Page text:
The study included a survey of 410 seventh graders in Rhode Island found that the 22 percent of 12 to 14 year-olds engaged in sexting in the past six months, and those tweens more likely to engage in sexual behavior. Researchers found that girls were more likely to send photos of themselves than boys, which they believe happens because boys may request girls’ pictures more often. What should parents do? * Check your child's text and photo messages and computer usage.

It is likely that they are not, but the policy of "trust but verify" is always in order when it comes to tweens and cell phones. . * Take their phone at night. * Discuss sexting with your tween. There are resources to help parents through difficult sexting conversations: Top10. Workshop on Social Media for Students. 7 Cyber "Don'ts" That Help Keep Kids and Teen Safer Online | Michele Borba.

REALITY CHECK: One survey found that half of three thousand U.S. children surveyed during the previous six months said they or someone they know had been victims or guilty of cyberbullying. Talk to your kids and monitor that computer! Our kids are called the “Net Generation” and for good reason. After all, this is the first group born into the era of Ipods, cell phones, text messaging, websites, podcasts, and blogs. But it’s also caused many a parent to lose a good night’s sleep with images of online sexual predators, pornography, social networking, cyber stalkers and scores of inappropriate sites.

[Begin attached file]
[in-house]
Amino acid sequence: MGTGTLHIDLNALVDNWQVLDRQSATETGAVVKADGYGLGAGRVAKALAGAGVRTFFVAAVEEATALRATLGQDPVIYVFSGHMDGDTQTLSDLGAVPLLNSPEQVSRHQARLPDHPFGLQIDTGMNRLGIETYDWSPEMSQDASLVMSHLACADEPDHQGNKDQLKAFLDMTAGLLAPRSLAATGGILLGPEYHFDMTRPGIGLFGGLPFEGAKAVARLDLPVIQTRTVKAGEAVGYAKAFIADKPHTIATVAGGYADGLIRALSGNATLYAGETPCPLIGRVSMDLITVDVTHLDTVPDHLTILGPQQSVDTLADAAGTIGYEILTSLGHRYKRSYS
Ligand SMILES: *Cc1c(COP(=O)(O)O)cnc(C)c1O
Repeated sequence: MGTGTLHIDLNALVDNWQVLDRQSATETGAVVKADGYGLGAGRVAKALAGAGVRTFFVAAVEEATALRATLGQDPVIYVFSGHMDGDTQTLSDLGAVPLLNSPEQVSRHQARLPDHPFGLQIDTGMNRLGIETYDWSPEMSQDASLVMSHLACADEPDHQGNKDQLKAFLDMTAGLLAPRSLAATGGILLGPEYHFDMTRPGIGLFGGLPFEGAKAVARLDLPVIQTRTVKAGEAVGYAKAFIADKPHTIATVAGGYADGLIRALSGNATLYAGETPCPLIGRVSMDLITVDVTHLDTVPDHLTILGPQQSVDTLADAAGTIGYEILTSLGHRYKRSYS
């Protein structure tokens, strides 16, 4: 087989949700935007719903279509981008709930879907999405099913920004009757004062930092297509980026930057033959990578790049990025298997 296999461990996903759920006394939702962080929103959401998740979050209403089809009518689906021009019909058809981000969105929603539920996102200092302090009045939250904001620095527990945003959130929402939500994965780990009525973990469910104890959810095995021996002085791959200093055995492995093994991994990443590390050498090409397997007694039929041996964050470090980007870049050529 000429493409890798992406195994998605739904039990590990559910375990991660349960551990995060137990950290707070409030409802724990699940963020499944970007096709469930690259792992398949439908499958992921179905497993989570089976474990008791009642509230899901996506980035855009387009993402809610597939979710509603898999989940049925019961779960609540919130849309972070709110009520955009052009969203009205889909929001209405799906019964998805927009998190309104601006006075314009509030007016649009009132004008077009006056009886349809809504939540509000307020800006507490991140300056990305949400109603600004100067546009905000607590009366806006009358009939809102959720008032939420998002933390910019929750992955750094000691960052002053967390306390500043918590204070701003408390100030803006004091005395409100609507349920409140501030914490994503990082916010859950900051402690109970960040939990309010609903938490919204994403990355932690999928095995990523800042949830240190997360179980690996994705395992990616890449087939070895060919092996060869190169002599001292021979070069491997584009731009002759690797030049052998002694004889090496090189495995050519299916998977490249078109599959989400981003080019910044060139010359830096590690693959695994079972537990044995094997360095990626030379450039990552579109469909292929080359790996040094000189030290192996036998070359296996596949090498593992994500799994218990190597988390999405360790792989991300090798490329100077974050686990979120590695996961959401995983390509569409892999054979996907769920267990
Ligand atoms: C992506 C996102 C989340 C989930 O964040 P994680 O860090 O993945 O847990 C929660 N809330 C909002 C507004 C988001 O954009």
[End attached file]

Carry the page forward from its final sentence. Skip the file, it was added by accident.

The parenting goal here isn’t about banning your kids’ Internet access. Here are my seven cyberspace “don’ts” from The Big Book of Parenting Solutions to discuss with your kids to help keep them safer online. 1. Do be clear as to which sites are “parent approved.” 2. 3. 4. 5. Don’t give out your passwords to even your closest friend. 6. 7. Michele Borba. What parents need to know about Kik, the messaging app popular with tweens and teens | Tween Us. Kik is an app that is very popular with tweens. It's also not intended to be used by tweens and can be dangerous for kids with sexual predators using Kik to request naked photos or inquire about a tween user's sexual experience.

Here's what parents need to know about Kik, the hugely popular app that has 90 million users. * Kik is an instant messaging app that is similar to texting but users have multiple options of talking with individuals, with groups and within a social networking environment. Users can also use Kik to send photos and files and send greeting cards. It combines texting with a social network. * Users are supposed to be age 13 or older. . * Because of the above, Kik does not have parental controls. * There are reports of lots of graphic images, very sexualized discussions and predator-like behavior taking place on Kik. "Just pause and think about that for a minute. . * There are no records for parents to review and chats are easily deleted.

Police Issue Warning About Child Predators Using Kik App | Indiana's NewsCenter: News, Sports, Weather, Fort Wayne WPTA-TV, WISE-TV, and CW | NBC33 News. August 22, 2013Updated Aug 22, 2013 at 10:36 AM EDT INDIANAPOLIS, Ind. (WTHR) -- Police have a warning about a new smart phone app. Cyber cops tell us more child predators are using apps like Kik to contact children, and police are powerless to stop it. Some parents are already outsmarting would-be predators. Cyber cops say your children are not alone on messaging apps like the one called Kik.